You have to fancy their chances, as Bayern have managed to score at least four goals in a single game 12 times. It’s something no German top-flight side has achieved since Stuttgart in the 1996/97 season. Their final games include meetings with Freiburg (home) and Wolfsburg (away). In the reverse fixtures, Bayern managed a combined five goals, nevertheless it should be fascinating to watch another record being chased down.
One revelation this season has undoubtedly been full-back Alphonso Davies, who does not even enter his 20s till November this year. Davies truly emerged last season, but this has been his breakthrough campaign, such has been his incredible ascent Alaba, a quality left-back in his own right, is now predominantly found playing in central defence (and continues to excel).
Davies possesses every attribute to become an undisputed world-class player, the pace and vision he’s already demonstrated is frightening, and we’ve not even touched upon his creative and attacking streak.
— OptaFranz (@OptaFranz) June 16, 2020
Regularly making headlines, for all the right reasons, the Canadian international was recently likened to Looney Tunes character Road Runner by Müller after demonstrating his breathtaking speed to win back possession from Erling Haaland.
In their championship-winning game, Davies cemented that speedster reputation by clocking at 22.7mph, which is a new Bundesliga record. You have to keep pinching yourself, but it seems we really are witnessing the birth of another great. Considering the youthful makeup of this Bayern team, you would be a brave person to bet against him winning even more titles.
Lewa gets even better
Someone at the other end of his professional career is Robert Lewandowski, who turns 32 next month. To suggest he’s slowing down, though, would be laughable. The lethal Polish marksman is officially enjoying his most prolific Bundesliga campaign. Before this season, he’d reach 30 goals on two separate occasions (2015/16 and 2016/17) but never managed to go one step further.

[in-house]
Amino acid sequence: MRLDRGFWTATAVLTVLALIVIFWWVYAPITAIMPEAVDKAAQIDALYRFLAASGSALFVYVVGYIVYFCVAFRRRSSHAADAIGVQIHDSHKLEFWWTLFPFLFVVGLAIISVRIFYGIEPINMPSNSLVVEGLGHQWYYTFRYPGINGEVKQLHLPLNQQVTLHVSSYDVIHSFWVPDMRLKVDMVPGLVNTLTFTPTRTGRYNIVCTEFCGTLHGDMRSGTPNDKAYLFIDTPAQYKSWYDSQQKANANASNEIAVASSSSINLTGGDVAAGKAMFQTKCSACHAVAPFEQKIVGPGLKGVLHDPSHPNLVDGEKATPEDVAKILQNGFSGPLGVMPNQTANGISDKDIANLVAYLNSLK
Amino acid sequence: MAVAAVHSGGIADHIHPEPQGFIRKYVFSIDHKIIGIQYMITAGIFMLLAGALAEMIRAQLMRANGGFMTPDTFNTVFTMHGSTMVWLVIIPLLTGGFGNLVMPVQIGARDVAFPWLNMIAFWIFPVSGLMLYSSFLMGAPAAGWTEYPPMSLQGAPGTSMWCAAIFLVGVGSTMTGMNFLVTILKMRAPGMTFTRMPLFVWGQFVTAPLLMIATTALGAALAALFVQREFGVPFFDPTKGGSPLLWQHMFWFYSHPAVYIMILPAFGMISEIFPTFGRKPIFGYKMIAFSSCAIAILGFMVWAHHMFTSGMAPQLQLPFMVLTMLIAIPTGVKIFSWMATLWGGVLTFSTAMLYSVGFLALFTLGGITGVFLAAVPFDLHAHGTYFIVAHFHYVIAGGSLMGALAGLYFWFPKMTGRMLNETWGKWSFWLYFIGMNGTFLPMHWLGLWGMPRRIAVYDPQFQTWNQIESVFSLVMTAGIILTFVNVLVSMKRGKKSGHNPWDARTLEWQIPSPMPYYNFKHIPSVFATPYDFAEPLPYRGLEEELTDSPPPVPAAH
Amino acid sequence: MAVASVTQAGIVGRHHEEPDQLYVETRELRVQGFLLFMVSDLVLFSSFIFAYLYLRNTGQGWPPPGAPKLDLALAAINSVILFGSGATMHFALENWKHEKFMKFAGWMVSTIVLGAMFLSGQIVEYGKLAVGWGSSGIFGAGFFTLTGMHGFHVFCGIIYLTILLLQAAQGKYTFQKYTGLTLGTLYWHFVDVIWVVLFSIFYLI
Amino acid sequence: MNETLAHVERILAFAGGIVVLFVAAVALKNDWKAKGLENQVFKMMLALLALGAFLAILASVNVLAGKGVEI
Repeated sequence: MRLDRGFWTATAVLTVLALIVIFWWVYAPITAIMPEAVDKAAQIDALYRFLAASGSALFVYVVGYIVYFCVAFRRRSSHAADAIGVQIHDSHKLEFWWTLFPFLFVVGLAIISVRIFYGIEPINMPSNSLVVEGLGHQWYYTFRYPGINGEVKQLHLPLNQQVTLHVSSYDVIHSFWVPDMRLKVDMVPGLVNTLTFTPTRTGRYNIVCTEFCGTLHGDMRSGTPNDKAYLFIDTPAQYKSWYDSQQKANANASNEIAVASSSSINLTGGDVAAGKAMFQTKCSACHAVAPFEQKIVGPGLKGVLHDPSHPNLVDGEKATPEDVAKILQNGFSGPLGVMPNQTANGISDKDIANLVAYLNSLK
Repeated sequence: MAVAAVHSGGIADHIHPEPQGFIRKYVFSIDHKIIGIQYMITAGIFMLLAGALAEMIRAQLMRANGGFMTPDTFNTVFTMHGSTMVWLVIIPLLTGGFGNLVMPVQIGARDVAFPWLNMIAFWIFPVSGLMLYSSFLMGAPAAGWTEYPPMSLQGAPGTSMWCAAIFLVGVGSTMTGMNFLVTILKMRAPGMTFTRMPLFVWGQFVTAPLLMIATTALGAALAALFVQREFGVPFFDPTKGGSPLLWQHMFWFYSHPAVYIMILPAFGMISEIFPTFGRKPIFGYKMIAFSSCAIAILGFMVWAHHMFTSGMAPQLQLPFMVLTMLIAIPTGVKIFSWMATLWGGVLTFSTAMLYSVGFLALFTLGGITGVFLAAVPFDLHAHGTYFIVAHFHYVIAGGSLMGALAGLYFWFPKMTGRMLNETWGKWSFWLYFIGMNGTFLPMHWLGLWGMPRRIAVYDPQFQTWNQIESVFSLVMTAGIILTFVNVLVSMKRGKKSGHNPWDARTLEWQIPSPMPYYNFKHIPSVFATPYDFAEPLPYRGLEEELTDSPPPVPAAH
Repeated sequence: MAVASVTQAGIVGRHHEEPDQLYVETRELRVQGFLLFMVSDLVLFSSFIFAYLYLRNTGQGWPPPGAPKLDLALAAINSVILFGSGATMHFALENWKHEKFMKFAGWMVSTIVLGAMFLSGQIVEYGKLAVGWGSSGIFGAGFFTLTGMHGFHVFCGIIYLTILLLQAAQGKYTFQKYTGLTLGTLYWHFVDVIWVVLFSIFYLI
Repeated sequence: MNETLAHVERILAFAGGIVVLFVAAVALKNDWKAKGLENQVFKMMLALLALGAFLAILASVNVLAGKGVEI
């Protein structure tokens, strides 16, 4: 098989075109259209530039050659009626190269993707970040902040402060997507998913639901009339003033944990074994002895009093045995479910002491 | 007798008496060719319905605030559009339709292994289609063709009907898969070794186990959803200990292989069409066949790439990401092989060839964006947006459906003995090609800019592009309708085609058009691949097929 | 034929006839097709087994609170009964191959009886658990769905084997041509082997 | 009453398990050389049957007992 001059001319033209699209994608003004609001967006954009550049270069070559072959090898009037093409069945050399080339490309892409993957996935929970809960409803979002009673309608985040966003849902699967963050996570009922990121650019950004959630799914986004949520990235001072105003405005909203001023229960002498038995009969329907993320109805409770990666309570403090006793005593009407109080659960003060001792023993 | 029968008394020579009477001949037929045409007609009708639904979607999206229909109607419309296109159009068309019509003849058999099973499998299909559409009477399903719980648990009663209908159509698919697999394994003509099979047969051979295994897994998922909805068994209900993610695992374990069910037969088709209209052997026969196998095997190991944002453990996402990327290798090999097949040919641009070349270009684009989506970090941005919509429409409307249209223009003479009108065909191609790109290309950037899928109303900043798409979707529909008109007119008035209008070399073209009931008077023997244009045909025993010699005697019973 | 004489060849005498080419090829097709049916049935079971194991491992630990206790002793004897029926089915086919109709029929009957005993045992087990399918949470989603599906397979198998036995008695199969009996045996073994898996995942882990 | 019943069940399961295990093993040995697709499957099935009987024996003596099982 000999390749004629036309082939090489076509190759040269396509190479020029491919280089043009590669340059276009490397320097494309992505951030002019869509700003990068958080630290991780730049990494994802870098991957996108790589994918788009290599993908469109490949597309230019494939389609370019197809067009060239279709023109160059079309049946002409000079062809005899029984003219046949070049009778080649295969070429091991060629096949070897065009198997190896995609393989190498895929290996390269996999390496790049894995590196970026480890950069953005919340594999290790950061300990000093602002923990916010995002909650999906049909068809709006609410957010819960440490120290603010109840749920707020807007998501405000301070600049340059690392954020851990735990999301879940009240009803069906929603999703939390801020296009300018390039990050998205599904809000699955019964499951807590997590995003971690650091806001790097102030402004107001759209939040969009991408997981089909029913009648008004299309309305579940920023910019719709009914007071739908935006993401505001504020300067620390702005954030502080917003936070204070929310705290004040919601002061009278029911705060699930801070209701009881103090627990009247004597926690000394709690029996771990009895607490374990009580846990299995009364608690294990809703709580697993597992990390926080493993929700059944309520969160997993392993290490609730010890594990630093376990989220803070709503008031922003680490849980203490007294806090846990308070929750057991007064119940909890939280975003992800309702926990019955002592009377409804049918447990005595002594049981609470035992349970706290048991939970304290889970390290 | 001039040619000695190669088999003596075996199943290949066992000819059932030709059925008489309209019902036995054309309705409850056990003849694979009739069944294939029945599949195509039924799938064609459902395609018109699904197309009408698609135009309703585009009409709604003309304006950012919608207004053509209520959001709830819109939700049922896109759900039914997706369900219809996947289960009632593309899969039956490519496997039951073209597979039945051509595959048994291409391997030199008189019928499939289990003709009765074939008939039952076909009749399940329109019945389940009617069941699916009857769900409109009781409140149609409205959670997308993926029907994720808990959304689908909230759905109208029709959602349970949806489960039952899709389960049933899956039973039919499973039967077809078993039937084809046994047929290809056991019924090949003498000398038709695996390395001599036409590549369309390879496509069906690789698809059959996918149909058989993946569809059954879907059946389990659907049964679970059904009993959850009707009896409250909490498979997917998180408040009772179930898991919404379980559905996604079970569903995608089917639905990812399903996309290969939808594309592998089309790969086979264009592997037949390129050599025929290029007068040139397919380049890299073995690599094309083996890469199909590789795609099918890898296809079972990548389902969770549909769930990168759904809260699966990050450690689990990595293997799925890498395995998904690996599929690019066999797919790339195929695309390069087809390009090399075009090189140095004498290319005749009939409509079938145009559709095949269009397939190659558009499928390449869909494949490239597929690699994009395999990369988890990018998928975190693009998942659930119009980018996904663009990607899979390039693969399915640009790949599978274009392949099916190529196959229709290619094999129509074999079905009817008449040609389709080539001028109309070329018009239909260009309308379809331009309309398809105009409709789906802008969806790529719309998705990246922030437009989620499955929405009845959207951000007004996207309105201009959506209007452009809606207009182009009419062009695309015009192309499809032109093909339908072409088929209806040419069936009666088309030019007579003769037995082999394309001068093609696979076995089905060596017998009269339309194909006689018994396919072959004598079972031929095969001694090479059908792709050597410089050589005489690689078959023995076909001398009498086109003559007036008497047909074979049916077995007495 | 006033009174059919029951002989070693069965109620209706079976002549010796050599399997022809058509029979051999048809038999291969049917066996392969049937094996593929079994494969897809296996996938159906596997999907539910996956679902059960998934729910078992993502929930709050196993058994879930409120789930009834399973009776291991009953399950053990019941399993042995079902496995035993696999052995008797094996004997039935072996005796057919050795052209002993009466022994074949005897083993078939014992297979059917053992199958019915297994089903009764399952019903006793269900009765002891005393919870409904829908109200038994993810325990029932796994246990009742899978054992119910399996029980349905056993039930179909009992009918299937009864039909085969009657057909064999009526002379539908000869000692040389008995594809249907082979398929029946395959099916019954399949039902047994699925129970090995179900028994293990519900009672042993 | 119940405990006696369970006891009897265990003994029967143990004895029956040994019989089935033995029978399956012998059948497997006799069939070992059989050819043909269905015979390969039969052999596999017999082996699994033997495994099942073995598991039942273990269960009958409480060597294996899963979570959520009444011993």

He corrected that against Werder this season when his 31st strike, which also earned Bayern their 30th championship, saw him equal Pierre-Emerick Aubameyang’s scoring record in a single-season by a foreign player in the league.
Robert Lewandowski has now scored 31 goals in the Bundesliga this season, the most he has ever managed in a single league campaign in his senior career.
Super Saiyan. 🔥 pic.twitter.com/jucgRpxvlC
— Squawka Football (@Squawka) June 16, 2020
It feels like a lifetime ago, but Lewandowski began the 2019/20 season in spectacular fashion. Even if Bayern were not fully operational, he couldn’t stop finding the net. He became the first player in Bundesliga history to score in each of the first 11 matches of a season with a record 16 goals. A three-match barren spell would follow, but since then it’s been 15 goals in the same amount of appearances. If he finishes as top-scorer, winning another Torjägerkanone, it will be his fifth in seven seasons leaving him two behind Gerd Müller’s record haul.
Here, there and everywhere
It’s been a relatively quiet, albeit productive, season for Joshua Kimmich, who is now at home in the heart of Bayern’s midfield. For a while it seemed, the German international was Philipp Lahm’s heir apparent but like the former Munich skipper Kimmich’s versatility and positional sense is outstanding, the same can also be said about his lungs.
He and Müller are the outfield players with most appearances (31) under their belts. But unlike the latter, everything seemingly goes through him. Put one way, Bayern possession has revolved around Kimmich like no one else.
No one in the Bundesliga has made more touches (3,137) than Kimmich, which goes hand in hand with the fact he also made the most passes (2,456) in the division. A feat made possible by the exceptional fitness (Kimmich has been available for virtually every Bundesliga minute this season) and technical ability.
It’s early days and harder challenges will come, notably team-building as well reacting to rivals strengthening, but all of that being said, Flick’s tenure looks promising. Of course, naysayers will point to Carlo Ancelotti and Kovac as examples of those who started well before the wheels came off, but at the very least his man-management style works on this group of players. Unlike the aforementioned pair his opening salvo harkens back to Guardiola’s beginnings.
In fact — when factoring all competitions — Flick has done better than Manchester City’s current boss (who, let’s not forget, inherited treble winners). He’s won 26 of his first 29 games, which is the best start by any Bayern boss ever, beating Guardiola’s 22 in 27. Flick must surely fancy his chances of winning a domestic double, they have a DFB-Pokal final against Bayer Leverkusen next month, and if the Champions League does resume, Bayern have to be among the favourites.